This post reports on the UK-Kenya Preschool Partnership project that took place in Cranborne Preschool in Dorset, UK and Ng’ondu Preschool in Njoro, Kenya, and associated with the UN World Day of Social Justice on February 20th. The focus was gender equality and the promotion of positive female role models in the UK and Kenya. https://www.facebook.com/omep.kenya
The children in the UK and Kenya learnt about Wangari Maathai a particularly brilliant and successful Kenyan environmental scientist, and this provided a positive role model for the girls, and challenged some stereotypes held by many of the boys. In addition to the Education for sustainable development and social Justice objectives of the project the opportunity was taken to introduce the Kenyan preschool to the use of socio-dramatic play and to some of the emergent literacy practices that are used in most UK preschools.
The children in Kenya saw the video of Wangari Maathai on a tablet PC supplied for the project by OMEP UK (See youtube).
Socio-dramatc play is a form of play where always has some imaginary or fantasy element to it, where the children involved take on a particular role that has implicit rules, and where they interact verbally , in role, with each other (Smilansky & Shefatya, 1992). The most common form of socio-dramatic play is related to the family and many preschools around the world include a ‘Home Corner’ area with household props like kitchen equipment, washing machines, dining tables and chairs that are set up to encourage this form of play. Through socio-dramatic play, children learn how to make conversations, how to take turns, ask and answer questions, and to listen. The efforts they make to stay in role supports their development of self-regulation as well. Young children enjoy socio-dramatic play and as they grow older and more capable some of the play scenario’s that they act out can be very sophisticated.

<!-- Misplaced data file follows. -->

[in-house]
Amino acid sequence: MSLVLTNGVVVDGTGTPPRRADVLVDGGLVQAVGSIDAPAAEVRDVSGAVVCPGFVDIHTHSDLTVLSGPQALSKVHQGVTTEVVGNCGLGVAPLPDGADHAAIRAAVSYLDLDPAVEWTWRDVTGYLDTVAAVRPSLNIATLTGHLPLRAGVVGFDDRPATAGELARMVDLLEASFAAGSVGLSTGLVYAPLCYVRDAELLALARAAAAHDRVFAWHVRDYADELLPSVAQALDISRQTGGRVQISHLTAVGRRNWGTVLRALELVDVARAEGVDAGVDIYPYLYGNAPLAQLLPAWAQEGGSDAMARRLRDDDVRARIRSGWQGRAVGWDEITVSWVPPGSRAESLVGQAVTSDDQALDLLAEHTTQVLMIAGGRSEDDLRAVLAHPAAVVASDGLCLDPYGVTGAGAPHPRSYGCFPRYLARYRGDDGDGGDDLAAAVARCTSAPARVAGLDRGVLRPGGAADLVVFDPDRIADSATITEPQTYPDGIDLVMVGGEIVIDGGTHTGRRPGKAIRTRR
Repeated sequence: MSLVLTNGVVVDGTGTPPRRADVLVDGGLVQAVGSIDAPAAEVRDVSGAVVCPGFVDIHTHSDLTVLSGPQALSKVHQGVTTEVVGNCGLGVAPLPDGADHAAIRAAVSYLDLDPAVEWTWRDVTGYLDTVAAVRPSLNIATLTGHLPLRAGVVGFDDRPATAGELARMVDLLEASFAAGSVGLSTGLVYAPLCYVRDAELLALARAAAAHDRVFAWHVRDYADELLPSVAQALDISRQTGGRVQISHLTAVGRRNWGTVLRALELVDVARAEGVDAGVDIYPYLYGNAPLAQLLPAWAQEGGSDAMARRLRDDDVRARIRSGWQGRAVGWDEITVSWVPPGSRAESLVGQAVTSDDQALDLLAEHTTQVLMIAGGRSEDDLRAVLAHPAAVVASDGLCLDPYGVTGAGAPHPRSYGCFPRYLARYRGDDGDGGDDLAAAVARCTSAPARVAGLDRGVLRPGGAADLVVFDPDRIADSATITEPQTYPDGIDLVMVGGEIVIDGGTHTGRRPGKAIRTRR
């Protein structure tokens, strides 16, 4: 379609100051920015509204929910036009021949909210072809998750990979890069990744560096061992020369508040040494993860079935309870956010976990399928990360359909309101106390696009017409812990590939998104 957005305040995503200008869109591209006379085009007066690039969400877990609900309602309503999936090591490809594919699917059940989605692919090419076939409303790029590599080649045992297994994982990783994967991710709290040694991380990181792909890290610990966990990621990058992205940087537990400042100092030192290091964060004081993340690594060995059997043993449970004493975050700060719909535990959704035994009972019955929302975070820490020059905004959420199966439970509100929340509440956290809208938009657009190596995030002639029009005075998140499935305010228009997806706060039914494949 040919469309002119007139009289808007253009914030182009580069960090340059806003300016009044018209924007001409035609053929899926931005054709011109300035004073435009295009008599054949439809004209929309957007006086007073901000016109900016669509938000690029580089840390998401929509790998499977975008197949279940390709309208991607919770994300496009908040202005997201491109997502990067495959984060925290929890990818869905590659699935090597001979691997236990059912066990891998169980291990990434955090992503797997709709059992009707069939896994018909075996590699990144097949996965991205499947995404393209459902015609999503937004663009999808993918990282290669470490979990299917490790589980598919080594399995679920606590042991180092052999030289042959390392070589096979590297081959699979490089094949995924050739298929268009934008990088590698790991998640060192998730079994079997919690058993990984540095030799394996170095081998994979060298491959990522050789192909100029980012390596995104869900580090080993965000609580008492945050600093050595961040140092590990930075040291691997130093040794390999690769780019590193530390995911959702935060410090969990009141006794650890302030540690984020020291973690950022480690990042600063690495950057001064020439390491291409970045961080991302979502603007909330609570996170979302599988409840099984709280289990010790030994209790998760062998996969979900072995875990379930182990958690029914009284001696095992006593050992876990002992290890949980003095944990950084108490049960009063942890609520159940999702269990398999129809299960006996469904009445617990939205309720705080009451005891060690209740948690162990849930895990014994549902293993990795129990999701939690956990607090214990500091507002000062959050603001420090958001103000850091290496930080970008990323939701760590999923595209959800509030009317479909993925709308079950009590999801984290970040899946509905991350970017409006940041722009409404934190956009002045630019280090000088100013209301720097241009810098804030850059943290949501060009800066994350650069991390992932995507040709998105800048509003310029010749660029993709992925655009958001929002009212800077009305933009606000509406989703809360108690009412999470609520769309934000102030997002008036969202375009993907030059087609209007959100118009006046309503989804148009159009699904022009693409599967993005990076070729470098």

Children playing in a pretend ‘Shop’ for example may learn a great deal about the economic world and teachers often maximize the opportunities in such play to encourage emergent literacy and numeracy activities. Socio-dramatic play also provides a context for children to develop and practice many important, attitude, skills and behaviours that contribute to their future success in school and life, and one way that teachers have found they can encourage children to explore adult roles is to provide dressing up clothes. This form of play is routine at Cranborne and their classroom currently includes a ‘Hospital corner’ where the children share their experiences and learn thorough their play all about the caring roles of hospital staff.
Girls are currently seriously underachieving in the Kenyan education system and Kenya ranks 107th (of 136 countries) on the Global Gender Gap Index for access to educational attainment (Hausmann, et al 2013). Girls underachieve at every level and they finally make up only 38% of University enrollments. Preschool teachers are predominantly female and they also suffer from discrimination. While primary school teachers are paid by the government, even where preschool classes are attached to primary schools in Kenya, they are funded by parents paying fees. The salaries are below the basic minimum wage recommended by the Ministry of Labour and depend on the total number of children enrolled and the parents’ ability to pay on a weekly basis (Hein and Cassirer, 2010).
It is in the early years that children’s attitudes are first formed, and in many rural African contexts, it is only in the preschool that many girls come into contact with educated women:
“Girls lack positive role models within schools. Research participants told us that the lack of gender balance in teaching staff at secondary schools and in secondary grades…and in management positions across primary and secondary levels means that girls have few female role models”. (PFTH/VSO, 2013).
In telling the children Matthi’s story it was stressed that what she had achieved was especially wonderful because at that time in Kenya women were not expected to tell men what they should do…in fact even in the UK today, women still don’t make up half the members of parliament, so the UK also has to make an effort to make the system fair for everyone. In Kenya there is a now a new law that says more women should be in parliament so the situation is getting better. The children learnt that women in science, in business and in the government in the future will be able to help us decide what to do.
Cranborne Preschool in the UK donated some dressing up clothes that would support the girls in their partner preschool develop positive dispositions towards science and and towards strong adult roles for women. Before they parceled the clothes up they tried them out. One of the girls took the role of a builder who had been injured on her work site and another girl acted out the role of a Doctor.